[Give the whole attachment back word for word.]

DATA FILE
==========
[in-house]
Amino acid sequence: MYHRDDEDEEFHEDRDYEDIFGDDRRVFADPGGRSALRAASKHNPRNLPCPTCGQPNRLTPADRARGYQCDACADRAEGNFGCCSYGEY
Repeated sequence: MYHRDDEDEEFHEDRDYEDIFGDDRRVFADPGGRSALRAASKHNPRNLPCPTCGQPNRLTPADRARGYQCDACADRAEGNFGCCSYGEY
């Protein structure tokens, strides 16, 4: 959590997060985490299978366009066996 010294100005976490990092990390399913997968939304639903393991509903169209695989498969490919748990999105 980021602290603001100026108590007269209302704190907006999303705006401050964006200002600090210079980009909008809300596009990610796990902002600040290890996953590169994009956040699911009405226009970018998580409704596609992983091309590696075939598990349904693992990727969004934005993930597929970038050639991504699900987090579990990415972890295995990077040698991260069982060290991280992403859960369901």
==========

[in-house]
Amino acid sequence: MYHRDDEDEEFHEDRDYEDIFGDDRRVFADPGGRSALRAASKHNPRNLPCPTCGQPNRLTPADRARGYQCDACADRAEGNFGCCSYGEY
Repeated sequence: MYHRDDEDEEFHEDRDYEDIFGDDRRVFADPGGRSALRAASKHNPRNLPCPTCGQPNRLTPADRARGYQCDACADRAEGNFGCCSYGEY
């Protein structure tokens, strides 16, 4: 959590997060985490299978366009066996 010294100005976490990092990390399913997968939304639903393991509903169209695989498969490919748990999105 980021602290603001100026108590007269209302704190907006999303705006401050964006200002600090210079980009909008809300596009990610796990902002600040290890996953590169994009956040699911009405226009970018998580409704596609992983091309590696075939598990349904693992990727969004934005993930597929970038050639991504699900987090579990990415972890295995990077040698991260069982060290991280992403859960369901």